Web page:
- A boy and his dog, part 1: Pittsburgh to Bloomington
- A boy and his dog, part 2: Bloomington to Davenport
- A boy and his dog, part 3: Davenport to Omaha
- A boy and his dog, part 4: Omaha to Rawlins
- A boy and his dog, part 5: Rawlins to Salt Lake City
- A boy and his dog, part 6: Salt Lake City to Winnemucca
- A boy and his dog, part 7: Winnemucca to San Rafael
(Continued from yesterday.)
Alex and I woke up fifteen years ago today in Nevada, a few hours’ drive from our final destination of San Rafael, California. My first thought, though, was to play some roulette.
All across the country I had been planning to place a single five-dollar bet on the number 28 when I got to Nevada. Why 28? Because 28 is perfect.
A perfect number is a mathematical curiosity, of interest mainly to math nerds. It’s any number that is the sum of its factors (excluding itself). The factors are all the ways you can divide the number into integers. So 28 can be divided by 1, 2, 4, 7, and 14; and 1+2+4+7+14=28. Very few numbers are “perfect.”
Like all the other motels I stayed at during this trip, the management would not permit me to leave Alex unattended in the room while I went to one of the tiny casinos along the main street of Winnemucca. So I found a place to park in the shade and left her in the car while I ducked into a saloon-style casino, bought a single five-dollar chip at a roulette table, and placed it not on 28, but on 14.
When I left Pittsburgh with Alex, Andrea and I had been together for three and a half years. We agreed that she would follow me to California some indeterminate amount of time later, after I’d had a chance to settle in and find us a place to live. But would we stick to that plan? I was severing my ties with Pittsburgh; Andrea was not. Moving clear across the country was an almost irresistible opportunity to make a fresh start. When would Andrea feel ready to move — in a month? A year? Would I still be the same person she bade farewell in April? Would I have moved on? Would she?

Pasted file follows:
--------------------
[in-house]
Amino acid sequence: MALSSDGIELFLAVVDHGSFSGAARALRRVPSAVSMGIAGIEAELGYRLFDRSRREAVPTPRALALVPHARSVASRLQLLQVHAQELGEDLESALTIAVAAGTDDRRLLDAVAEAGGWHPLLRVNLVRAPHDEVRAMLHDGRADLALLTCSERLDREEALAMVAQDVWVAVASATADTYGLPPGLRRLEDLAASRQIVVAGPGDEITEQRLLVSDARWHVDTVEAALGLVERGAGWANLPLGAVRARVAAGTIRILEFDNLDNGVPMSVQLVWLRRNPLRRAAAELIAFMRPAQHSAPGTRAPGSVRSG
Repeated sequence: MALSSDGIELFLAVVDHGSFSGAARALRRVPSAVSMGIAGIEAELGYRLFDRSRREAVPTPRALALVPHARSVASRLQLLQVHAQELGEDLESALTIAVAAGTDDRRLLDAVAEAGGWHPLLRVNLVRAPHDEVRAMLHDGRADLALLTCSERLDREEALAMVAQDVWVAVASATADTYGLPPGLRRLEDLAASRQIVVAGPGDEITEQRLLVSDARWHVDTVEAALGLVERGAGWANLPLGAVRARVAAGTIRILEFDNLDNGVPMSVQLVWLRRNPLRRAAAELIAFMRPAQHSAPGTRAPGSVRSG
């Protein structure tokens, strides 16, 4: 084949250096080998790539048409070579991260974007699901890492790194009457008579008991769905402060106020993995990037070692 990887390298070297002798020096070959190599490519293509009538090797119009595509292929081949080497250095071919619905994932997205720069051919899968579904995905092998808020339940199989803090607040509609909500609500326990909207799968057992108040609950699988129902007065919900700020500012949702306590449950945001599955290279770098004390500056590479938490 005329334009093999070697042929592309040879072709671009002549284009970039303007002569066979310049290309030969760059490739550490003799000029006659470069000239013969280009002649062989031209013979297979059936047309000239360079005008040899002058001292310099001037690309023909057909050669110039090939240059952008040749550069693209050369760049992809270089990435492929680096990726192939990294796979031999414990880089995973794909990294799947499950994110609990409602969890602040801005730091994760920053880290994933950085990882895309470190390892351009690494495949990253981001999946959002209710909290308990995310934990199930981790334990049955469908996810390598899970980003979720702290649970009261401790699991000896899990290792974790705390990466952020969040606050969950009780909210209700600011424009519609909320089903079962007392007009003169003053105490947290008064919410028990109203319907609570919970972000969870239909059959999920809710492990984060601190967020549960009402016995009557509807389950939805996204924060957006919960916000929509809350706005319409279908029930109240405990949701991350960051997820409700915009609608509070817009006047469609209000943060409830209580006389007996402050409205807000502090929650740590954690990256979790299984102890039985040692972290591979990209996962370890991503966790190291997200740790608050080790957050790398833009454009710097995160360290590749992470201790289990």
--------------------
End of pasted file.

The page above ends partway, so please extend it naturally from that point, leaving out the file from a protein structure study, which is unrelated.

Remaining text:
These thoughts were ever-present as I headed west all week. I fully expected to arrive in a place full of tanned, blond beauties, and that thought was ever-present, too. Who would I be — the swinging bachelor, or the committed boyfriend? Who was I?
On the spur of the moment, in a tiny casino in Winnemucca, without even realizing I was doing it, I chose. 28 was my number, just as a swinging single lifestyle was my fantasy. But 14 was a number that Andrea and I shared. It’s the day each month that she and I celebrated our menseversary.
I placed my bet on 14. On sharing my life with Andrea.
The wheel spun, the ball bounced. It landed… on number 28.
I spent the rest of the drive — through Reno, into the Sierra Nevada, past Tahoe, and down into the Sacramento Valley — cursing myself. What had I done? The plan was 28. It had always been 28! There went a hundred and seventy-five dollars I could have had, free — not to mention an infinitely more valuable opportunity to polish my “Mr. Lucky” cred and enlarge my legend. What on earth could have made me change my mind so unexpectedly? What interfered with my plan?
I wrestled with this over the following weeks as I settled in to life in California, and slowly it dawned on me: this is what love does. You can try to control the way your life unfolds, but that’s just an illusion. A seductive illusion, to be sure — easy money, like the hundred seventy-five I didn’t win. But if you always insist on controlling your life, you renounce the incidental, the random, the serendipitous. You miss all the interesting stuff that you can’t possibly anticipate. Life is what happens to you while you’re busy making other plans. Though it hadn’t gone when or how I’d expected it to, somehow I’d found the right person for me.
Alex and I passed up the turnoff for highway 37 (which led more directly to San Rafael), intent on riding I-80 to its very end. We crossed the Bay Bridge, wended our way through San Francisco, crossed the Golden Gate, and took 101 up to the Freitas Parkway exit, as I’d done back in February. We walked into Z-Code late in the afternoon to a very warm welcome. At Dan’s signal I let Alex off the leash and she tore across the wide-open lobby area, a black and tan blur, greeting all my new co-workers for an instant apiece before racing to explore more of her exciting new environs. A short time later we followed Dan to his house, where a guest room was ready for me and Alex.
We lived there for a few weeks, then found our own place. A few weeks later, Andrea left Pittsburgh, had her own cross-country odyssey, and joined us in California — the rest is history. My doubts had disappeared. Who was I? I was the steadfast guy, the committed boyfriend.
Perhaps I had found myself after all.